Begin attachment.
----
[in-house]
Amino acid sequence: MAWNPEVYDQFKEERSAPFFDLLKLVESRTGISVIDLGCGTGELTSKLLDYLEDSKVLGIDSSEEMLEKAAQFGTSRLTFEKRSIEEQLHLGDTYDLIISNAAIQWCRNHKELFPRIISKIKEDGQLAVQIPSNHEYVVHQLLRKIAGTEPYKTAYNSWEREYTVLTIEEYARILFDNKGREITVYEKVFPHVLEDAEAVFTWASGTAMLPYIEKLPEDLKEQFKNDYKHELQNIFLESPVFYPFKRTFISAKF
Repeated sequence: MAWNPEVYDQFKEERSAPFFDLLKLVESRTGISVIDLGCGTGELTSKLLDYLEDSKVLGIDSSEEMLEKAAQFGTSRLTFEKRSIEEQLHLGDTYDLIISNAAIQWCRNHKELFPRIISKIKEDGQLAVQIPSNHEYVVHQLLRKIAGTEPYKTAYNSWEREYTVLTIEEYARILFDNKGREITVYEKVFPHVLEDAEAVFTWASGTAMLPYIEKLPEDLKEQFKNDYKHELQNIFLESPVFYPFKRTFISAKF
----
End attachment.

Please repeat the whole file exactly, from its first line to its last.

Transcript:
[in-house]
Amino acid sequence: MAWNPEVYDQFKEERSAPFFDLLKLVESRTGISVIDLGCGTGELTSKLLDYLEDSKVLGIDSSEEMLEKAAQFGTSRLTFEKRSIEEQLHLGDTYDLIISNAAIQWCRNHKELFPRIISKIKEDGQLAVQIPSNHEYVVHQLLRKIAGTEPYKTAYNSWEREYTVLTIEEYARILFDNKGREITVYEKVFPHVLEDAEAVFTWASGTAMLPYIEKLPEDLKEQFKNDYKHELQNIFLESPVFYPFKRTFISAKF
Repeated sequence: MAWNPEVYDQFKEERSAPFFDLLKLVESRTGISVIDLGCGTGELTSKLLDYLEDSKVLGIDSSEEMLEKAAQFGTSRLTFEKRSIEEQLHLGDTYDLIISNAAIQWCRNHKELFPRIISKIKEDGQLAVQIPSNHEYVVHQLLRKIAGTEPYKTAYNSWEREYTVLTIEEYARILFDNKGREITVYEKVFPHVLEDAEAVFTWASGTAMLPYIEKLPEDLKEQFKNDYKHELQNIFLESPVFYPFKRTFISAKF